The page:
But it has has refrained from supporting the GNA or even identifying it as Libya’s legitimate government. France’s stance has been particularly ambiguous: in April, it stalled a UK-drafted UN resolution condemning Haftar’s offensive. Paris also blocked an EU statement which would have singled out Haftar’s offensive for criticism.

Europe can ill afford to take a backseat role in Libya. Halfhearted calls for a ceasefire won’t stop the fighting. There are few incentives for either side to lay down their weapons: the GNA fears that a ceasefire could strengthen Haftar by allowing him to maintain recent territorial gains. Meanwhile, the commander himself has gone for broke, destroying the peace process and alienating many who were previously open to accommodating him. Haftar appears to believe that accepting a ceasefire would be a sign of weakness that would harm his reputation.


Meanwhile, the conflict in Libya risks triggering a new migration crisis. Over the past years, the EU has managed to essentially halt migration flows from Libya by providing funding to Libya’s coastguard and assorted militias―despite their involvement in abusing migrants. It is not difficult to imagine migration flows to Europe increasing again if the fighting continues, both because militias will be less able to stop migrants from leaving and because more Libyans will try to flee the violence in their country. The conflict will also increase the very high risk of abuse for migrants currently mired in Libya.

The longer fighting goes on, the more destructive it is likely to be, and the harder it will be to achieve any kind of reconciliation between different factions. If Haftar prevails, many Libyans are likely to continue to oppose him, and he is unlikely to gain full control over the country. Moreover, Haftar is 75, so the problem of succession would soon present itself. Yet any fragmentation of Haftar’s forces would also lead to a power vacuum.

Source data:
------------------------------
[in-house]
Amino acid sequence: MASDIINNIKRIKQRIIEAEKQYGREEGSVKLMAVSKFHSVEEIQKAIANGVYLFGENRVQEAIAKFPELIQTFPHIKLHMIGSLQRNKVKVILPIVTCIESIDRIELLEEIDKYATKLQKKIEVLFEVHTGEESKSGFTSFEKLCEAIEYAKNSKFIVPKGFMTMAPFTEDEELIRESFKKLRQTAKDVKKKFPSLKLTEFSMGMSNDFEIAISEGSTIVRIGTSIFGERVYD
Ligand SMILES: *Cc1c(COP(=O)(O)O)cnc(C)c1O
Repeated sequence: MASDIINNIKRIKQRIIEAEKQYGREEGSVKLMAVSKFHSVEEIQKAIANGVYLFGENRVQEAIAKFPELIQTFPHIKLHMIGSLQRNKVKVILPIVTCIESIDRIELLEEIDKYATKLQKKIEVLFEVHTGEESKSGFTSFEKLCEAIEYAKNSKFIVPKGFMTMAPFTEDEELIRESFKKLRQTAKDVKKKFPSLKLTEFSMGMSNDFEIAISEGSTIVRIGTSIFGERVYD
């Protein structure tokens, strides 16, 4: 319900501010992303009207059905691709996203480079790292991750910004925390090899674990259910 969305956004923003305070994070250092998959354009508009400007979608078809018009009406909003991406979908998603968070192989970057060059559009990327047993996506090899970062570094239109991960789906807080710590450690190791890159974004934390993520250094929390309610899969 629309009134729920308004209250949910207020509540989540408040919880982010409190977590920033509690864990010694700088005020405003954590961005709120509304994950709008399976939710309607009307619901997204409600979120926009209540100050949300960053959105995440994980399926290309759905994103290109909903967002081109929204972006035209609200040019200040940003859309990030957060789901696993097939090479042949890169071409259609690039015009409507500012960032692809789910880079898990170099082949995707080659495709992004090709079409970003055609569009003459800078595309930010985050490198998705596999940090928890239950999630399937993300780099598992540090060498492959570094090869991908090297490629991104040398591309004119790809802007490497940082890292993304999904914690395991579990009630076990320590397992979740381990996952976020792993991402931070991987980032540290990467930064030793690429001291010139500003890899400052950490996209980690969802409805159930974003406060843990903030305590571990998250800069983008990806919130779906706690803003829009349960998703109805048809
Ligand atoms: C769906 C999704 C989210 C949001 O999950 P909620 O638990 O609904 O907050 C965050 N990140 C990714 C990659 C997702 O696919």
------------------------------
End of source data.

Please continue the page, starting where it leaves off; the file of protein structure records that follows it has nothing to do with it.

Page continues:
Either scenario spells further instability. The risk that extremists will take advantage will increase: despite its defeat in 2016, the so-called Islamic State is still active in Libya and has carried out attacks on government institutions. The situation in Libya will also further destabilize the Sahel region which would have major repercussions for Europe.

Europe Needs to Act

For years, behind a thin veneer of unity, Europeans have failed to agree a coordinated approach to Libya. France and Italy pursued competing and ultimately unsuccessful approaches to stabilizing the country. Tensions between French President Emmanuel Macron and Italy’s euroskeptic government have made it difficult for Paris and Rome to defuse their differences.

But now, with stakes so high, Europeans have a responsibility to halt the escalation of the conflict and prevent further suffering. At a minimum, they should provide Operation Sophia with sufficient assets to enforce the UN arms embargo on Libya. Ideally, they should persuade the US that its interest in a stable Libya is best served by getting Haftar to agree a ceasefire. Together, the EU and the US could enforce the arms embargo, perhaps through a NATO operation. This would prevent further escalation and push Haftar and the GNA towards an armistice. A stable and unified Libya would still be a distant prospect, but with a ceasefire in place, diplomacy could restart, giving Libyans a chance to finally build a consensus about the country’s future governance.